“About 9.30, tonight.”

She called me back 20 minutes later and explained that no one had been paid properly, something that she had told me before, but that there were nowhere near the funds to pay everyone, which she had also told me before. How the fuck was I supposed to remember all these details, being the Mayor is tougher than it looks.  But, she would have a look at the books the next day to see what could be done and that she had to get back to her checkout.

drunk again
Just letting the food digest
I slumped in my chair at a loss for what to do. I couldn't pay these people and I couldn't have them living in the basement, or could I? NO, I couldn't. I ordered industrial grade retsina for everyone and drank most of it.

The room was empty and the lights had been dimmed when I woke. Retsina is a sneaky bastard; it slips down like rain water then switches off power at the mains, without any warning. The cleaner, who was just finishing the dishes after evening service, made me a sit-up-and-beg cup of coffee and soon I was out in the night air looking for where I had left the Vespa.

After about 20 minutes I still hadn't found the Vespa but I did bump into an apartment building, and that isn't figuratively, for rent. I remembered it from another trip round the town and I also remembered who owned it. Oh, and I also remembered that my Vespa was parked right outside the town hall.

The next morning I arrived a little late into the office, the offices had already begun to fill with grumble and complaint. Soon I was sat at my desk, willing myself to drink the coffee Mike the IT guy had made me; how it is possible to screw up instant coffee but practice makes perfect and the well-assembled secretary was occupied with something on the PC and far too busy ignoring me.       

When the coffee kicked in I made a sweep of all the offices throwing all the grumblers and complainers out of the front door and locked it. Then, I called a meeting, that’s what mayors do, after all.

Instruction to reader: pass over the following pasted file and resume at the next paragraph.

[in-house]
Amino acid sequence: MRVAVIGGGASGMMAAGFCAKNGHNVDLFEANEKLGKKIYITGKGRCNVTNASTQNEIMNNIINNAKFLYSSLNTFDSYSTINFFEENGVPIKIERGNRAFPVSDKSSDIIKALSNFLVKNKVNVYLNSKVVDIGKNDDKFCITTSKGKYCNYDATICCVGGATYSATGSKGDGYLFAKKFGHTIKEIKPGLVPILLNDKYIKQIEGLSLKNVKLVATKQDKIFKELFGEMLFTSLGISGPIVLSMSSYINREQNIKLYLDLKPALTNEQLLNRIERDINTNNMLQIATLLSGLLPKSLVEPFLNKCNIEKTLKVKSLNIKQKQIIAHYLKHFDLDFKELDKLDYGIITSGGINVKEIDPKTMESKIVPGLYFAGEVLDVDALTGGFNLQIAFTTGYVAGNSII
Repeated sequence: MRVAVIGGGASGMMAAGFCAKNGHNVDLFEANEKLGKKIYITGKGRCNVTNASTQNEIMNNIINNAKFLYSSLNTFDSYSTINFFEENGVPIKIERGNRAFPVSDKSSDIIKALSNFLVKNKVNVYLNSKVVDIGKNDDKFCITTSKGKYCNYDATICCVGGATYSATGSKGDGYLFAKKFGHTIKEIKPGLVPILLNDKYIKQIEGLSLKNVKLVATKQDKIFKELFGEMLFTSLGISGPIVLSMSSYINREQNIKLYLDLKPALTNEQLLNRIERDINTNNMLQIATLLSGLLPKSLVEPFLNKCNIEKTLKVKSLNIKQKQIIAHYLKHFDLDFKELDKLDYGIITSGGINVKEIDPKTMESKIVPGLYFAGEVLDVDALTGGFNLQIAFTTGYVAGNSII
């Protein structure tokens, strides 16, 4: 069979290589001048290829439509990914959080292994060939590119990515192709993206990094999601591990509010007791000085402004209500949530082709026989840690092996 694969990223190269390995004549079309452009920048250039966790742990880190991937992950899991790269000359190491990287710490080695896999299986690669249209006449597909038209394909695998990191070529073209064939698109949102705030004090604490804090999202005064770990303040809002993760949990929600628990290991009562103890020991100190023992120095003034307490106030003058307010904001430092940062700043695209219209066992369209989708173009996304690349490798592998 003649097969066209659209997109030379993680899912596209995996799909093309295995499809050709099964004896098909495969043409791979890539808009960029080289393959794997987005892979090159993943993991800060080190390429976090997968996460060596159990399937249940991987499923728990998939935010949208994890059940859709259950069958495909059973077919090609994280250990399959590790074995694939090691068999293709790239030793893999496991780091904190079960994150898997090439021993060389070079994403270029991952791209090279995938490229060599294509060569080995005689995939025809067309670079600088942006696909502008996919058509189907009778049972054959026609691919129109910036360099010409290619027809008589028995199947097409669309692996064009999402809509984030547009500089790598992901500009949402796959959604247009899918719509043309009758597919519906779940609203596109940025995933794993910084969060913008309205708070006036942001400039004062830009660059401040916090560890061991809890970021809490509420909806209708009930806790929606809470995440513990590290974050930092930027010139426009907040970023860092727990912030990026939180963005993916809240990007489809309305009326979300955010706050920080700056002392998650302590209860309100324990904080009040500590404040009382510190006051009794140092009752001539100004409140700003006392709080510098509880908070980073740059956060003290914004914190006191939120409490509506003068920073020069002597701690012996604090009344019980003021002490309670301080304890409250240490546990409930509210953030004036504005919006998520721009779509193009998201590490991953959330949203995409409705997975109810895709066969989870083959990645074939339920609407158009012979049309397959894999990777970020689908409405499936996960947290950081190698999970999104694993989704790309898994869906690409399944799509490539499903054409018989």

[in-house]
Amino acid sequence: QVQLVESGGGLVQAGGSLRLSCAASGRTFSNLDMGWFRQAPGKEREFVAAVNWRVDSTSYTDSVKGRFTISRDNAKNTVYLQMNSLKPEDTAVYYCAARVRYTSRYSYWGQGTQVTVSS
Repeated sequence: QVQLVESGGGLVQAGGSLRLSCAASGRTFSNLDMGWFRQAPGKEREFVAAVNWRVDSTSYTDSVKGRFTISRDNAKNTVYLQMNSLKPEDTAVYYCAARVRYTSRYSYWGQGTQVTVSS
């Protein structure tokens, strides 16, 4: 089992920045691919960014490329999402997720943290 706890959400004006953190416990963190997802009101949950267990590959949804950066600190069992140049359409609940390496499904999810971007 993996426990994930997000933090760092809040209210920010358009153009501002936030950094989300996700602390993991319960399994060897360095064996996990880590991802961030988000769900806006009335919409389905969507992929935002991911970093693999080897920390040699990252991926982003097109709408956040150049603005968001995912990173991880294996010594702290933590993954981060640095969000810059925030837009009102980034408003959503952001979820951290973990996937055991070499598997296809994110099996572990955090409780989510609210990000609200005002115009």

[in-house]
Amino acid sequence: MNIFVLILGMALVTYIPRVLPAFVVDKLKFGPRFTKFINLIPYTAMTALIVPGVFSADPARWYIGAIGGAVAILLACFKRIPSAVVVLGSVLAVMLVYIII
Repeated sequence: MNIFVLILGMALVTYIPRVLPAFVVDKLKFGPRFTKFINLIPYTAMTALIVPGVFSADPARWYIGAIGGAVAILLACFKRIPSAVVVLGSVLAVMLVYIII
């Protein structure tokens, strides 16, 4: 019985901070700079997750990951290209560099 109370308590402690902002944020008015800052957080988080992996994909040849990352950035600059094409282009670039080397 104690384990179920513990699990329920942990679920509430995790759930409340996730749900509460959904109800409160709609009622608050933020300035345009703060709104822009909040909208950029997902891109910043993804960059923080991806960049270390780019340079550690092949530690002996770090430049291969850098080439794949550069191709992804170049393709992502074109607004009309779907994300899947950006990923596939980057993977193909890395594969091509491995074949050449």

We assembled in the lobby.
“ladies and gentlemen, I have a plan." I had expected rapture but what I got was muted groans and shuffling. “When we shut up this afternoon, I want you all to go down to the basement and get your belongings and meet me here.” This caused some confusion. I had forgotten that not everyone was living down there. They were a hard audience and I was visibly floundering, “Trust me.”

I then sent them back off to their offices and opened the doors. As the punters took their grumbles back to the appropriate departments I heard one say, “Well, I didn't fucking vote for him!”

After the days play, all the residents of the Town hall plaza had gathered in the lobby and I entered through the main doors looking a little shabbier than usual but with a huge smile and a clear head. Despina’s boy had returned from school and was the first to approach me, “I'm hungry.” I patted his head and ushered the rest to follow me.

despina's boy
where's the buffet?
We eventually arrived outside the apartment building that belonged to the previous mayor that now wore a huge hand-painted banner greeting ‘Welcome home’. Inside I allocated a room for each of the ex-transients. I flicked a light switch with pride and the room was illuminated, Tasos had hijacked a live power line. Some of the apartments had hot water from solar panels on the roof and Mike had even managed to get Wi-Fi from somewhere. The furniture had been found around the building, left by previously evicted tenants, the rest were futons made from pallets and some clothes racks from a fashion store that had closed down in the high street.


Despina approached with misty eyes and hugged me. Her son said one word, “Souvlaki?”